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Not only is a difficult search ahead for a successor to the ceo — due to a limited pool of talent and May’s dire need for a merchant with vision — but market sources and analysts are raising a host of possibilities on how to fix the company, from consolidating May’s tired stable of 12 department store divisions down to a handful to unloading the credit card operation or even selling the entire company.
A surviving May Co. could also one day set up design offices in New York, where design talent is plentiful compared to St. Louis, and where executives could be more in touch with the fashion market and trends. Federated, Gap, Limited, Kmart and other retailers have established design operations here despite being headquartered elsewhere in the country.
“You need a vision that employees rally around. That’s the opportunity,” said Deborah Weinswig, managing director of U.S. equity research at Citigroup Smith Barney.
“This is a very difficult assignment, considering the business is so troubled,” said Robert Kerson, who runs an executive search firm bearing his name. “Each division May operates has lost share in its respective marketplace. It’s at least a five-year fix.”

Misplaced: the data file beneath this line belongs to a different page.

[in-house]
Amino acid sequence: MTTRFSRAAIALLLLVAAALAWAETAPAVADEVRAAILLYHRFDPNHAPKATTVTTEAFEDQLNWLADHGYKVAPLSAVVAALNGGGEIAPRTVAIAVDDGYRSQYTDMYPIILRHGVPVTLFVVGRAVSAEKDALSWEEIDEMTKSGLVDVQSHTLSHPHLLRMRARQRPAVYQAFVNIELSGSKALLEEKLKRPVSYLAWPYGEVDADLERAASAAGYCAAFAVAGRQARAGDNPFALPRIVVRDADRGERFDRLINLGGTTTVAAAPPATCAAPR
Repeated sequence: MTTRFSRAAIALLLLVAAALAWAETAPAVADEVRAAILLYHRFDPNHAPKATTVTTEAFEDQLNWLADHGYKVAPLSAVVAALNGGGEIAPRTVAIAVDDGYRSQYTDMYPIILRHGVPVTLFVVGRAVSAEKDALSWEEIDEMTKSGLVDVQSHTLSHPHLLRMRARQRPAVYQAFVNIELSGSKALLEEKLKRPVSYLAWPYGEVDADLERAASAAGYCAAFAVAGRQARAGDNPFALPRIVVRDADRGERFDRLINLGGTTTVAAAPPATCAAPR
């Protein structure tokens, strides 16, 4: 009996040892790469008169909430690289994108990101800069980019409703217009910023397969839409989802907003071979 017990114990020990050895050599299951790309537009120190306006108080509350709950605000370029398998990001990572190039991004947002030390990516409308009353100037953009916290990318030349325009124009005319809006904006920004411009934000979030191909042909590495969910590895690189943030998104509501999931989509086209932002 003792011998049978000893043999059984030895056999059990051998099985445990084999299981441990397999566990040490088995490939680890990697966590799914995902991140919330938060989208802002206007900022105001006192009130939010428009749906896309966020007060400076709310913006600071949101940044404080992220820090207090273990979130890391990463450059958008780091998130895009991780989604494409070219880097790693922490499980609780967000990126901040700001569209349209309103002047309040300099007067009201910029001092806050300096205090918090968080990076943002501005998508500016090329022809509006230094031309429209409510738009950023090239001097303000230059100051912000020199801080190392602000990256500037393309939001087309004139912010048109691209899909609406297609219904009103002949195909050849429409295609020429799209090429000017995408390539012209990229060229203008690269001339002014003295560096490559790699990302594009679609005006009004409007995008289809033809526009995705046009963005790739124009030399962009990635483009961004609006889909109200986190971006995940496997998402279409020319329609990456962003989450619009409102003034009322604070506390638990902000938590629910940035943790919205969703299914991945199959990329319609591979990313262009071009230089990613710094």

“Maybe Federated and May will merge. There’s no ego involved in May Co. now” with Kahn gone, said a former Federated official.
In the event of divisional consolidations, old nameplates like Strawbridge’s, The Jones Store, L.S. Ayres, Famous-Barr, Kaufmann’s and Meier & Frank could disappear and be replaced by others that resonate stronger with consumers and cover more territory, such as Lord & Taylor, Filene’s, Marshall Field’s and Robinsons-May.
A retailer such as Federated Department Stores Inc., or a private equity firm, could make a play for May in its wounded state. Talks between Federated and May have been on and off over the years, and the two retailers only have about 25 percent of their stores in the same markets. Federated is strongest on the East and West Coasts, while May has more going for it in the Southeast and Midwest regions.